Big deadline approaching related to Alimony

Bruce D Claassen

December 6, 2018

The Tax Cuts and Jobs Act has changed how alimony will be treated for tax purposes to both spouses in a divorce.   For divorce decrees executed on or before December 31, 2018, alimony is generally deductible to the payer, and taxable to the percipient.  There are a number of requirements that must be met for payments to qualify as alimony under the tax law:

• No voluntary payments: For an alimony payment to be deductible, it must be required by a divorce or support decree or a written separation agreement.

• Cash only: Only payments of cash qualify as deductible alimony. The cash can be paid either directly to the spouse or can be paid on the spouse's behalf under the terms of the instrument to cover an expense such as rent or the mortgage.

• Payments to stop at death: For the payments to qualify as alimony, the payments must be required (under the instrument or by law) to stop when the spouse dies. Many individuals seek to have the payments stop at the remarriage of the spouse as well. This won't prevent deductibility, but isn't a requirement for deductibility. (Note: if the payments are to continue after the spouse dies, then none of the payments—including those made while the spouse is alive—are deductible.)

• Separate living arrangements: If you're making payments under a divorce decree, you must be living apart from your spouse for the payments to qualify as alimony.

• Distinguish child support: Payments made for child support are not deductible. This includes payments clearly fixed in the instrument as child support. It also includes, however, payments which the instrument calls alimony but which are linked to a contingency relating to the child. For example, if the “alimony” required to be paid monthly is $1,500, but drops to $1,000 in (or near) the month in which the child becomes 18, the “extra” $500 a month will be treated as nondeductible child support.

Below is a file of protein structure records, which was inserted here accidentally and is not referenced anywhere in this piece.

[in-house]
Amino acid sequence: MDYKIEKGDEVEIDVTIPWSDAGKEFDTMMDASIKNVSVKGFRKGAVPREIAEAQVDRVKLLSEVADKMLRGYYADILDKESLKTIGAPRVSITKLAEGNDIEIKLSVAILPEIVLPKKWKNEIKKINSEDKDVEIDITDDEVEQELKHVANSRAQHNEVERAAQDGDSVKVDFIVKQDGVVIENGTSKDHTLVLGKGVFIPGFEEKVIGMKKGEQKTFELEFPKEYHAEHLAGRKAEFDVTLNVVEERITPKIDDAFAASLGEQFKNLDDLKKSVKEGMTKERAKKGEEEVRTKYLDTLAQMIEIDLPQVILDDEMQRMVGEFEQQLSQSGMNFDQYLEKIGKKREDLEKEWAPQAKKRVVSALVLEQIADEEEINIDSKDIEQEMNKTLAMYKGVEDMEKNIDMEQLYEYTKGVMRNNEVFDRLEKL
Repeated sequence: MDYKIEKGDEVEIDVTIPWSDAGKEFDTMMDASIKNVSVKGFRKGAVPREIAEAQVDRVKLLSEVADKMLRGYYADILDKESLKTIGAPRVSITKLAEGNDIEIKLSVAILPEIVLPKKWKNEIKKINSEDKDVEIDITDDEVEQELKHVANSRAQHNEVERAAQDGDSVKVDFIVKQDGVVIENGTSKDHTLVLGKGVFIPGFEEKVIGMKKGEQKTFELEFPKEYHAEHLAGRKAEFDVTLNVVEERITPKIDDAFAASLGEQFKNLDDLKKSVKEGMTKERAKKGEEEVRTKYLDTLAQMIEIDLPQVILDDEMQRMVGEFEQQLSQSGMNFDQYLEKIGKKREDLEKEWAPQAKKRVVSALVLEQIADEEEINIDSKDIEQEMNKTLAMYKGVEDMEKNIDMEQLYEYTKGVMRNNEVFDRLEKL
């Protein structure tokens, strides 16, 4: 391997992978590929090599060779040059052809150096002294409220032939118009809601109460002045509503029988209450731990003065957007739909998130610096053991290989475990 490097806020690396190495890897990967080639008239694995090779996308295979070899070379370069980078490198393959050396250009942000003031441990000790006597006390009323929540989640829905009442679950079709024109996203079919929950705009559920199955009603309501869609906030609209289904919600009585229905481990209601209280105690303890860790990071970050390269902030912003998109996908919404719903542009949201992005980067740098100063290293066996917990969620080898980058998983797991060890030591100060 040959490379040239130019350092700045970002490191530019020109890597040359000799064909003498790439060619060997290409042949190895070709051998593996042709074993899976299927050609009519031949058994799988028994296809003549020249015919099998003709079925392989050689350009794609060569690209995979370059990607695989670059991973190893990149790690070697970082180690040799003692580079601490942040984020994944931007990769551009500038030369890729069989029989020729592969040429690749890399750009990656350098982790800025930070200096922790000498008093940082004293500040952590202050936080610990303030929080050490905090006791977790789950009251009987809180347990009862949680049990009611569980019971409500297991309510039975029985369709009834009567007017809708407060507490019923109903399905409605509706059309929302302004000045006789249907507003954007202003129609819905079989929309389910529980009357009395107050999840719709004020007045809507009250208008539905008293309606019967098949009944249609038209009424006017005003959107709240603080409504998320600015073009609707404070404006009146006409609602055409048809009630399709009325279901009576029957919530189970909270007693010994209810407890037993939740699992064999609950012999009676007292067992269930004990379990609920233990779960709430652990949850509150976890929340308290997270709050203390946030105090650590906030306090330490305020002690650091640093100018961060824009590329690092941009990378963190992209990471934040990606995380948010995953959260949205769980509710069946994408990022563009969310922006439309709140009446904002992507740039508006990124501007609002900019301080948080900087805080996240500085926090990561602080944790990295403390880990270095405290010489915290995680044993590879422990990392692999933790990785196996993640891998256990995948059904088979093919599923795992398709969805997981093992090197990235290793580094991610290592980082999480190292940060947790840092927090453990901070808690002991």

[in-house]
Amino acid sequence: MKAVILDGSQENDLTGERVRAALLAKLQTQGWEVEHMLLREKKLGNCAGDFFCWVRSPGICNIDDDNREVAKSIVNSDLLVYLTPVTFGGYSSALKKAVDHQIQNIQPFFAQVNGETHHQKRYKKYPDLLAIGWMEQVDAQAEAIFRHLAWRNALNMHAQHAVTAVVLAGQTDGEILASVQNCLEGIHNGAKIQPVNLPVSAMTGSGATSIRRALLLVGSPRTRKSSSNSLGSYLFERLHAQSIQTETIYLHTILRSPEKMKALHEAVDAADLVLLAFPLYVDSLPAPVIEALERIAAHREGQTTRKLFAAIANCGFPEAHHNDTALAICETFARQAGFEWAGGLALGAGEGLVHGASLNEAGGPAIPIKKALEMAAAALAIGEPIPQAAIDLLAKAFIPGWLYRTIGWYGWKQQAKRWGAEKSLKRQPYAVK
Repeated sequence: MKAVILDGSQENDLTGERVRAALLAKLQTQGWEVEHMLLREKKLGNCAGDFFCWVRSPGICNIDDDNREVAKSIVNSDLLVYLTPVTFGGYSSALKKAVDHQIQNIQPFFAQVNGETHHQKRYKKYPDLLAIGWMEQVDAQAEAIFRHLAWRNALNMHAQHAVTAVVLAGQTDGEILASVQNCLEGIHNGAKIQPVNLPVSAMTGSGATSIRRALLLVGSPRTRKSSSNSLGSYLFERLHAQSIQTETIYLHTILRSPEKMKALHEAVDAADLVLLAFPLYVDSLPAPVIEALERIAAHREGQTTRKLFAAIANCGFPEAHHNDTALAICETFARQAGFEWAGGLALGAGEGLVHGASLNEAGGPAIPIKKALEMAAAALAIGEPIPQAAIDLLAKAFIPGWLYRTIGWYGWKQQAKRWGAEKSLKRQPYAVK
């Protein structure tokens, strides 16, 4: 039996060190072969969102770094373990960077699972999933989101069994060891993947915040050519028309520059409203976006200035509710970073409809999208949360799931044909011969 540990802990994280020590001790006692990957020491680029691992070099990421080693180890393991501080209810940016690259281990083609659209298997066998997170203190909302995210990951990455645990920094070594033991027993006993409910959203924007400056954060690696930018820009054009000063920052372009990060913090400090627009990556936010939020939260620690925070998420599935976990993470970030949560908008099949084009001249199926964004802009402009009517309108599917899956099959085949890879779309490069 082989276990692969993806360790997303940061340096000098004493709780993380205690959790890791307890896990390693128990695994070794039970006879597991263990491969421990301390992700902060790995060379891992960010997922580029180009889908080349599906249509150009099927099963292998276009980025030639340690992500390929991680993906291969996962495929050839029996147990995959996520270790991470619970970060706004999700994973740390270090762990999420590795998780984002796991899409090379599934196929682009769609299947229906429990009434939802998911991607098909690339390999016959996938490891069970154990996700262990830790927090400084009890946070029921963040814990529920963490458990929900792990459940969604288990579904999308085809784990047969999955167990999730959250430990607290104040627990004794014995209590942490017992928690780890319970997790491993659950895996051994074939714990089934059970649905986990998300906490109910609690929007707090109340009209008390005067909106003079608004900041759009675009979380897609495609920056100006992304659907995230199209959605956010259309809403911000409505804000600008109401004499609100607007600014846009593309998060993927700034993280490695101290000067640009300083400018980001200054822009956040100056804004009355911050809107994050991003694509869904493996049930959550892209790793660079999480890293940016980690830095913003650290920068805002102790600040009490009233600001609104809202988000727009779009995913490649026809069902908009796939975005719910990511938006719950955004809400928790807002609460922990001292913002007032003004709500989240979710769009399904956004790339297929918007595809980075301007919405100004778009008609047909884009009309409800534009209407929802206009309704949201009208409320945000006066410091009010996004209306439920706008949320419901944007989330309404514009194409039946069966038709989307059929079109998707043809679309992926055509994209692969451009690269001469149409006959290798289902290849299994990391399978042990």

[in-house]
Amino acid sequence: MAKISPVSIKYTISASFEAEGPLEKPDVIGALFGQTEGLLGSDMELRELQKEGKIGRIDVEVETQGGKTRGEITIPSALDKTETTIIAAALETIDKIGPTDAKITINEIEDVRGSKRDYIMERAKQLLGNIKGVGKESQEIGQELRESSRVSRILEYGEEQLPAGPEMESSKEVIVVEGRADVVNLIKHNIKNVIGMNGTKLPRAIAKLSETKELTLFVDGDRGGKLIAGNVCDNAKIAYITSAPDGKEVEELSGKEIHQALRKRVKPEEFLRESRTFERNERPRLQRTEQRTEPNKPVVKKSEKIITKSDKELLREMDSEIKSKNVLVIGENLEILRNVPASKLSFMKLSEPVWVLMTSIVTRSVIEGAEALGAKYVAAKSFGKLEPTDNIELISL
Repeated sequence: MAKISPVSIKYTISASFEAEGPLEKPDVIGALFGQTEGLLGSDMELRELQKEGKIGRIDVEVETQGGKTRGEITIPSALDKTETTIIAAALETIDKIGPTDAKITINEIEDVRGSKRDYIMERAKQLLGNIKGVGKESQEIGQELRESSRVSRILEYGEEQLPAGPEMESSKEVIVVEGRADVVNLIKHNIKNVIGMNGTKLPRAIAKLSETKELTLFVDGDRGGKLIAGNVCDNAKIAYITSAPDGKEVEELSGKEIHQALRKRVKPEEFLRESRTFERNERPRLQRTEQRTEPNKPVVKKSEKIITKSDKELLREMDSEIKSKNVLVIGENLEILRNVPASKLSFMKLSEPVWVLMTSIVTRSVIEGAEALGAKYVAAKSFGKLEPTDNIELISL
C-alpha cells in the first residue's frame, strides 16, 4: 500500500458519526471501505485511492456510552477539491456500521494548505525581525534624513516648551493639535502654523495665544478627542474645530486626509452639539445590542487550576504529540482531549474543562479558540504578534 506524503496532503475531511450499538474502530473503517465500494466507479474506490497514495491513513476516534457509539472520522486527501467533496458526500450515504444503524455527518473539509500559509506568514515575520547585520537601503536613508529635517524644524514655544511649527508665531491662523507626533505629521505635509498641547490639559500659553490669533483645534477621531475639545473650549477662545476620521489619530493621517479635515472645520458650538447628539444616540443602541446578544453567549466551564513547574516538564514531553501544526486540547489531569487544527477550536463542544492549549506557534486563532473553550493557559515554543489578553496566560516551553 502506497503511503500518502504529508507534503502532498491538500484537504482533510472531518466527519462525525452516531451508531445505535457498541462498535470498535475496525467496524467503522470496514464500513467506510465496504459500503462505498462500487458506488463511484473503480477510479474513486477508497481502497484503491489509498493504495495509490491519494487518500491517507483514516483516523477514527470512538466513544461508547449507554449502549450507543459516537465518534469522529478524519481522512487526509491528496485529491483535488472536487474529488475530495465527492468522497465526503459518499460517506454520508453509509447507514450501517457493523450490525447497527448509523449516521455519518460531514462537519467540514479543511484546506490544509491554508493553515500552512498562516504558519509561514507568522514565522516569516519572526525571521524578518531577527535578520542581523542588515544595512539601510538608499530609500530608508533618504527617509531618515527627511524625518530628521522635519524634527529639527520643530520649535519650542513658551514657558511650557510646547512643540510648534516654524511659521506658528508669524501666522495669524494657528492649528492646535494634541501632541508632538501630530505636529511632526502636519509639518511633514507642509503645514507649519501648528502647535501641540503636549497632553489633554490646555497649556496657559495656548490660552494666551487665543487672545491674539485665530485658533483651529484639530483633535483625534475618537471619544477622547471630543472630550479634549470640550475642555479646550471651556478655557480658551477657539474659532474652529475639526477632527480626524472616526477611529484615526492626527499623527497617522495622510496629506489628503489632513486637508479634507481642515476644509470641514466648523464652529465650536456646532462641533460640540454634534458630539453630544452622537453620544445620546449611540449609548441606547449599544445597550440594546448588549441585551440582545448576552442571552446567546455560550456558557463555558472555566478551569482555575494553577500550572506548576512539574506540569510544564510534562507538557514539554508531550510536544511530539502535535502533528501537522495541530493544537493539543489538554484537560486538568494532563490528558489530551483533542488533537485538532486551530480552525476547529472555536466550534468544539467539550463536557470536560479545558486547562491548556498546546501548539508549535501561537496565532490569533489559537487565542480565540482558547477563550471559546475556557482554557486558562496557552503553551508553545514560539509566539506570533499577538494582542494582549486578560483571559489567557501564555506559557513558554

For divorce decrees executed after December 31, 2018, the tax law changes the tax treatment.   Alimony paid under a decree executed after 2018 is not deductible to the payer, nor is it taxable to the recipient.  This can obviously have a pretty big impact on both parties’ tax situations.  The higher your income is, the bigger the tax affect, since your tax rate will be higher. 

If you’re settling a divorce in the near future, you may want to have a conversation with your legal counsel regarding the timing.  Sometimes this is out of your hands, as court dockets can dictate the timing for you.   There is an obvious conflict between what’s good for the payer and what’s good for the recipient, so negotiation may be in order.    

If you have questions about this tax law change, and how it may affect you, or how you can use it to your advantage, please contact us.

© 2018

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